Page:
'Jumanji: Welcome to the Jungle' is Rated "A" for Adrenaline Filled Fun

Lawrence Kim
December 21, 2017

The only reason I bring it up here is because Jake Kasdan's "Welcome to the Jungle" spends a fair amount of unnecessary time justifying how it is connected to "Jumanji", including how the original book and film had evolved into a video game by 1996. Fans are protective of their childhood movies and there's also the passing of Robin Williams that makes Jumanji feel untouchable.

Black said of becoming Bethany: "This character was sort of in my toolbox since I was in college and no one ever asked me "Hey, would you play a teenage girl?' and I was like 'You know it's amusing you're asking me that because I have one ready to go". During the press junket for the upcoming Jumanji, Sony got the help of three of the film's stars to test out Knowledge is Power, a trivia game that's the second title to use the PlayLink branding. Four high school kids - Spencer, Fridge, Bethany, and Martha stumble upon the Jumanji video game during detention. When they turn it on, they are each whisked into the bodies of the avatars they choose. Enter Franchise Viagra himself, Dwayne "The Rock" Johnson.

Karen Gillan as Ruby Roundhouse, Martha's game avatar, seemed to serve as a sexual asset more than anything else.

"You knocked it out of the park man", Kevin Hart said. "How could you not have seen that mid-1990s mega-hit about the board game that sucks kids into it and forces them to risk life and limb to win?"

While in the video game they discover that they must play together and follow the map to safely return to their own world. Rather than platform-jumping, indiscriminate slaughter and the slow accumulation of skills and weapon upgrades, the players succeed by learning to believe in themselves and to trust each other. Karen Gillan displays a wealth of timing and comedy touches, but it really is teen girl Jack Black who steals the film with an unforgettable performance, in what is a surprisingly tricky role. This movie threatened to be more of the same, but by never pretending to be more than the escapism it is, it actually rises to another level as a coming of age story, making this a jungle worth visiting - perhaps moreso than going to that galaxy far, far away in "The Last Jedi". Gillan makes the most of the cliched wallflower-becomes-hot-warrior-princess routine.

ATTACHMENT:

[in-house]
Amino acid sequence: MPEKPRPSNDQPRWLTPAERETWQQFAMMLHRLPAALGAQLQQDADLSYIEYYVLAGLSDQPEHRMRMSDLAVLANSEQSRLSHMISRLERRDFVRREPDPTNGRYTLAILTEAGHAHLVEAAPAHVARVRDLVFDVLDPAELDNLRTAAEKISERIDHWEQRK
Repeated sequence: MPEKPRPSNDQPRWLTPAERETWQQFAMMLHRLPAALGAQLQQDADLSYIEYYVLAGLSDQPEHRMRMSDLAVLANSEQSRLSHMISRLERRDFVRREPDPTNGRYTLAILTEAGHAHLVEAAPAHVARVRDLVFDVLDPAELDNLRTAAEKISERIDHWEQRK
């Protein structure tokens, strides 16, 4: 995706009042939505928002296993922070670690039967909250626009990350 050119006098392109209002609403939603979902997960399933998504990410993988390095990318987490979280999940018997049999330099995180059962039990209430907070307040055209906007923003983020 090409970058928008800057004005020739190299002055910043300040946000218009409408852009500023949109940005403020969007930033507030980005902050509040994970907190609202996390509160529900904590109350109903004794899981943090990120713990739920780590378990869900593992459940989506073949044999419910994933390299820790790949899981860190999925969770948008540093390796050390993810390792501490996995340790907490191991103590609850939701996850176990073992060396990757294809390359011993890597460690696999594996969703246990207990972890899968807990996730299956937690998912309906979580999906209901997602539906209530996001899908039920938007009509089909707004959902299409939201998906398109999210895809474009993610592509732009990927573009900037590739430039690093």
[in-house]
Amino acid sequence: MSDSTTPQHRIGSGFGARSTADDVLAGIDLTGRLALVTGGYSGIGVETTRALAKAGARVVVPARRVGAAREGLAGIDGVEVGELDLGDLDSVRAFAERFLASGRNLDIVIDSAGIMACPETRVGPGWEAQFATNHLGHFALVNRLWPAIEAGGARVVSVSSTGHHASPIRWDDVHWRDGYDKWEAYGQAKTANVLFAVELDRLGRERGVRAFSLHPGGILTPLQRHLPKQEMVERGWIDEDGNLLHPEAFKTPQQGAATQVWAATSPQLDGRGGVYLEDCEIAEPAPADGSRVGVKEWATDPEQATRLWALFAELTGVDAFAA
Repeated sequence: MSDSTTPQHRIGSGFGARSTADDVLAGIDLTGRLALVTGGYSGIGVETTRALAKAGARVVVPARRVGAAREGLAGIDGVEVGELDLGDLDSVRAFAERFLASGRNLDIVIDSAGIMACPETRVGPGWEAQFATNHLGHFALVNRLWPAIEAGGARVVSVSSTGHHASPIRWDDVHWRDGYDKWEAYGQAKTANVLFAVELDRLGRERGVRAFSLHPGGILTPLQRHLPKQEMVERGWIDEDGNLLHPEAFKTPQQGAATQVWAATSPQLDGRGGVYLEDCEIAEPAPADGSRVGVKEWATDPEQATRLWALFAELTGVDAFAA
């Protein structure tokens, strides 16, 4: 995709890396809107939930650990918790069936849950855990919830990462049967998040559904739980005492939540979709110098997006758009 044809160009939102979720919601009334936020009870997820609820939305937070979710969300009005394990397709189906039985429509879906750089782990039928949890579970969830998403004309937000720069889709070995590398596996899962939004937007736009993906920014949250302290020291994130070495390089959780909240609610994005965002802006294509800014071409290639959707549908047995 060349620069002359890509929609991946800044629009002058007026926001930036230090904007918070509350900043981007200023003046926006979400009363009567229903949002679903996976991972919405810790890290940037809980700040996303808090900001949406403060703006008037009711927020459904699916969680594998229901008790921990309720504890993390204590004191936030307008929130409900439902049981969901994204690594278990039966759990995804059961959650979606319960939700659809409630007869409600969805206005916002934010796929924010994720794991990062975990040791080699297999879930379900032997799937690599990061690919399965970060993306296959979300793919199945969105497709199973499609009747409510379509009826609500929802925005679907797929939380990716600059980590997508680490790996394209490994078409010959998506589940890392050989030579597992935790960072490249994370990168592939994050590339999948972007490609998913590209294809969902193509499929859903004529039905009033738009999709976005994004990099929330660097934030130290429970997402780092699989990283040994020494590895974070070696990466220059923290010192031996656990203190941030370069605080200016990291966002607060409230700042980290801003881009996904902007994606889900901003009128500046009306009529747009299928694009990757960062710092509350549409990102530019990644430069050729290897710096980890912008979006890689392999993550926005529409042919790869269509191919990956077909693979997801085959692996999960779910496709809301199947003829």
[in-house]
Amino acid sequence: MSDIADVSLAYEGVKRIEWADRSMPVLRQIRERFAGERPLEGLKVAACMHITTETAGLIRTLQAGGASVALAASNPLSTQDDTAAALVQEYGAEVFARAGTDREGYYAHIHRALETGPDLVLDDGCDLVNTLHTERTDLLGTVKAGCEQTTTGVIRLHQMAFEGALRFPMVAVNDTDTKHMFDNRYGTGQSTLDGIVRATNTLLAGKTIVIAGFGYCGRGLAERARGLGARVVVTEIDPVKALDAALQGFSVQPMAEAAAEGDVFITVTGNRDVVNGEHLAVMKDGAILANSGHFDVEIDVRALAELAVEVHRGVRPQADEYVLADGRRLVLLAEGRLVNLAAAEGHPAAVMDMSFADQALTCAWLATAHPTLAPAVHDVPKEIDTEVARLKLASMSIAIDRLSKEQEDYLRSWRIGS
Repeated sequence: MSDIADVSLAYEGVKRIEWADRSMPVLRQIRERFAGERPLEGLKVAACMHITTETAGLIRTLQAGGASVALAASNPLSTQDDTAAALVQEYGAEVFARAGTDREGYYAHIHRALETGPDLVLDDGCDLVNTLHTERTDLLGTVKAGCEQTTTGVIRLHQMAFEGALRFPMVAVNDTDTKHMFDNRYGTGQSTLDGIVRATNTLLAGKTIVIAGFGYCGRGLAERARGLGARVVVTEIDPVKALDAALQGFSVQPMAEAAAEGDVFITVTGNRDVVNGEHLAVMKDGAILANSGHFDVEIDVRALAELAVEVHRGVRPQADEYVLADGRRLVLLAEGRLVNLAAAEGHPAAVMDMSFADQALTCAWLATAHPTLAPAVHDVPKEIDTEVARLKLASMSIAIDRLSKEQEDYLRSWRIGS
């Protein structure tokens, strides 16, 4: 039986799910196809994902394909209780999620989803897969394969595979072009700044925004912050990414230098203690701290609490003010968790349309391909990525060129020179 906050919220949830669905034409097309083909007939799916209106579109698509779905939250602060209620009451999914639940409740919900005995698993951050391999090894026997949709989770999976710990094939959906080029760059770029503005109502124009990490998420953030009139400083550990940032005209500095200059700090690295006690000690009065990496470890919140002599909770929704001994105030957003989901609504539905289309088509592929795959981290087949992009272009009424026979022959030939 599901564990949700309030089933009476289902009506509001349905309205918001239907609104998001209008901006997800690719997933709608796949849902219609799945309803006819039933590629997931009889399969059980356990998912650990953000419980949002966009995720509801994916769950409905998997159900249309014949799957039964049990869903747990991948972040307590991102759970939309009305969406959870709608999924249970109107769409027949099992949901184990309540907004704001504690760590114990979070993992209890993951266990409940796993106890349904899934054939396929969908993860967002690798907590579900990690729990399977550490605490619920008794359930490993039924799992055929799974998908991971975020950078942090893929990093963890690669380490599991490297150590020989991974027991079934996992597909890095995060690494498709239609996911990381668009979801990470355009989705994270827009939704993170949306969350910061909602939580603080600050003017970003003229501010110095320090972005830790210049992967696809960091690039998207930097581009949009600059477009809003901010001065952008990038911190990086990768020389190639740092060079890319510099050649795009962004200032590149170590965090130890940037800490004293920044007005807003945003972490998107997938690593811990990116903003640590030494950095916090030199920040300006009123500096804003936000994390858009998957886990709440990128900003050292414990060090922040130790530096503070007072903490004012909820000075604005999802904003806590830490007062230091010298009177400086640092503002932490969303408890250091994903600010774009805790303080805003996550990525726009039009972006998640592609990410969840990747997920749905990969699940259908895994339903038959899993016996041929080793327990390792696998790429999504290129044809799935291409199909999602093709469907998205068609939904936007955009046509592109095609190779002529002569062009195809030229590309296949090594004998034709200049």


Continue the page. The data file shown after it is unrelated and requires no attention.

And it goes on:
The biggest laughs come via Jack Black as Sheldon aka Bethany. Black, pitching his voice high and complaining about being fat and middle-aged, attempts to find the inner-life-of-a-blonde cliche.

Still, the surface pleasures of "Jumanji: Welcome to the Jungle" are enough for a fun afternoon at the movies during the holidays. It's not trying to say anything about a particular subject or have some deeper meaning.

Don't consider "Jumanji: Welcome to the Jungle" a straight remake of the 1995 Robin Williams board game adventure film.

On its own, this a pretty by-the-numbers action comedy nominally aimed at kids and teens that takes disappointingly few risks with its own seemingly fertile fantasy premise. With these two elements combined, the movie becomes an exciting romp through risky terrain, similar to the feeling held within many video games the film emulates.

Other reports by Click Lancashire

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